All right, took forever but I fixed the Main Page. Now I'm working out how to do the second step, which has always been confusing to me.
Thanks so much!
No, but I've had a wiki about my own work for four years and people barely ever go on it.
@Luis 106 Lincoln That scene was frickin' essential.
I think their defining moment, despite Woody not actually being on-screen, is when Buzz encourages his friends to keep trudging to Al's Toy Barn as they assume he's there. Buzz reflects on how Woody didn't give up on him, even though he wouldn't be at Sid's in the first place if it weren't for his arrival at the Davis House. He reflects on how Woody risked his life to save him and nearly got grilled in the attempt, and on the deputy's persistence when all of his friends turned against him simply because they wouldn't give him the benefit of the doubt (which ironically is what later got them all into Lotso's clutches in the first place). Buzz firmly states, though indirectly, that he couldn't call himself a friend of Woody's if he were too cowardly to repay his debt. Without the context, this is probably the most defining scene because it shows how Buzz feels about Woody with him mentioning how Woody reciprocates without rambling and giving a lot of information. It's a truly beautiful and underrated scene and the way they play the national anthem afterwards is just exhilirating, it's like when they played Led Zeppelin in the MCU but it's a perfect time for iconic music, taking a different form.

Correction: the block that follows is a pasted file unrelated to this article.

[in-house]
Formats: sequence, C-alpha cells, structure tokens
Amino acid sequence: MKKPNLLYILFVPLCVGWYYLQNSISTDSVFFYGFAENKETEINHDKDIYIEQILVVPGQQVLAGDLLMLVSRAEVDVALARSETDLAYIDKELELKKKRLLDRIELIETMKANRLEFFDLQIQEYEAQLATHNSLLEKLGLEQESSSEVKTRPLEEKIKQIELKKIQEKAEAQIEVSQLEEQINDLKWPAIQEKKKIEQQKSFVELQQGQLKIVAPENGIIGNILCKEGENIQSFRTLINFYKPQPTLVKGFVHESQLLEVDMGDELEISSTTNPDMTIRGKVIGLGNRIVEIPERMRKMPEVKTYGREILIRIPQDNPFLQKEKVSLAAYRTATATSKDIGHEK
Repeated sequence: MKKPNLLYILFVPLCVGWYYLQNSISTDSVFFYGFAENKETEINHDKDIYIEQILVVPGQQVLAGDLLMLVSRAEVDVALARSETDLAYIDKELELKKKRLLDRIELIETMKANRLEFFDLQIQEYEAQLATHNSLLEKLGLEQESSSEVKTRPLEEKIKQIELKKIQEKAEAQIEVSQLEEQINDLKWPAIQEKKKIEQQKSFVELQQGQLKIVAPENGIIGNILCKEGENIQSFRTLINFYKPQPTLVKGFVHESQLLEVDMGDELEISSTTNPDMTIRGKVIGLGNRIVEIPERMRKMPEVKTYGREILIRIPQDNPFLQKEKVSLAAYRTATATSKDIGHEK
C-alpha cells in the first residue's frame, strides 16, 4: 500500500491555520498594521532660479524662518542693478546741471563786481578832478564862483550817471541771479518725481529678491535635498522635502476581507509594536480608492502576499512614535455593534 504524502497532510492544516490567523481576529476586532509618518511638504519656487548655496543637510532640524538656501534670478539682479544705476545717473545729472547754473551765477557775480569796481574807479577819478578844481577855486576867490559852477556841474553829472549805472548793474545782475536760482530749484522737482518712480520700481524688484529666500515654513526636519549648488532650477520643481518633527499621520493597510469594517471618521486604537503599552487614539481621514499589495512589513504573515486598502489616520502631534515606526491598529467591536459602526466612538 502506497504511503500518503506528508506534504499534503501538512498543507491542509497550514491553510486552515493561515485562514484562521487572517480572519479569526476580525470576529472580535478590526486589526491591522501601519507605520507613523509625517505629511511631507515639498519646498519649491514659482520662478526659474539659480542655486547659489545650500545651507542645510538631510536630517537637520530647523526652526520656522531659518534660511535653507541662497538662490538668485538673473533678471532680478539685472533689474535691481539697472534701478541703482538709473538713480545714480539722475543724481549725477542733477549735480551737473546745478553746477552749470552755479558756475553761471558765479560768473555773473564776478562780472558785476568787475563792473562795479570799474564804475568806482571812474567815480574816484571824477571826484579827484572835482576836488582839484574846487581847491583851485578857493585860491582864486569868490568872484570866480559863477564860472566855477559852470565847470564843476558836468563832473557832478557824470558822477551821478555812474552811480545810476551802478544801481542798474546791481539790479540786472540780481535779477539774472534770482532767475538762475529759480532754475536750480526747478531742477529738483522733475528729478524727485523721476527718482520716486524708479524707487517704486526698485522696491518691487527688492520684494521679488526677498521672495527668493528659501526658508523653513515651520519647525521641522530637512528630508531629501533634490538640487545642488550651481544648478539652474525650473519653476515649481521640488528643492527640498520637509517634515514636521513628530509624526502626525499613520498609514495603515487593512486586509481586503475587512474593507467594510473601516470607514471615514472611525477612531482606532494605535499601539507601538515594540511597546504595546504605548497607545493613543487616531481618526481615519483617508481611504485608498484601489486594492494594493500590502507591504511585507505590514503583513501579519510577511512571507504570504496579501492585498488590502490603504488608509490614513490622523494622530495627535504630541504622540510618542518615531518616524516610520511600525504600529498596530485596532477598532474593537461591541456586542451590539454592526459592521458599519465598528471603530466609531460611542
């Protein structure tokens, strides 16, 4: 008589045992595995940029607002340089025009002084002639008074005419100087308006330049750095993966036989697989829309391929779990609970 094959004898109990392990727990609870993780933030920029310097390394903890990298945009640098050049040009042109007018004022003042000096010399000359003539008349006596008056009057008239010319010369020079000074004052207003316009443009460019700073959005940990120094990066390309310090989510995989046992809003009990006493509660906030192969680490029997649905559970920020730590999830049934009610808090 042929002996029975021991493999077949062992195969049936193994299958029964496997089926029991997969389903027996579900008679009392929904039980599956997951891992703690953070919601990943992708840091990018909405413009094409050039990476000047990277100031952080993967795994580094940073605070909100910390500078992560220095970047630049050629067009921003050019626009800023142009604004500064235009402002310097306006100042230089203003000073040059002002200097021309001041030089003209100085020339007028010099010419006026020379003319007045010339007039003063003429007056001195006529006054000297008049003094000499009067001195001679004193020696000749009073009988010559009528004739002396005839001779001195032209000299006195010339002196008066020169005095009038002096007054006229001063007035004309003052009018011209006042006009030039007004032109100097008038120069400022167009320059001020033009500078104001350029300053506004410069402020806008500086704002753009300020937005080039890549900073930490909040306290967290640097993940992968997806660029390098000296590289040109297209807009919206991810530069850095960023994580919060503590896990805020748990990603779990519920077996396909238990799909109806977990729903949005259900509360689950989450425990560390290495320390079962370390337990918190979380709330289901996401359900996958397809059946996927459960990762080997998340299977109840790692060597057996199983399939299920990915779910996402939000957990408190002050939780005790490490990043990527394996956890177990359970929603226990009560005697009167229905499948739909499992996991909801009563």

I've always loved the relationship between these two, Pixar always creates beautiful relationships between characters, the most being the platonic love between these two and the romantic love between Mr. Incredible and Elastigirl, whose controlling attitudes nearly destroyed their marriage and their lives. But I think Woody and Buzz's relationship is more interesting because there's actually a backstory, and it's one of the best in cinematic history.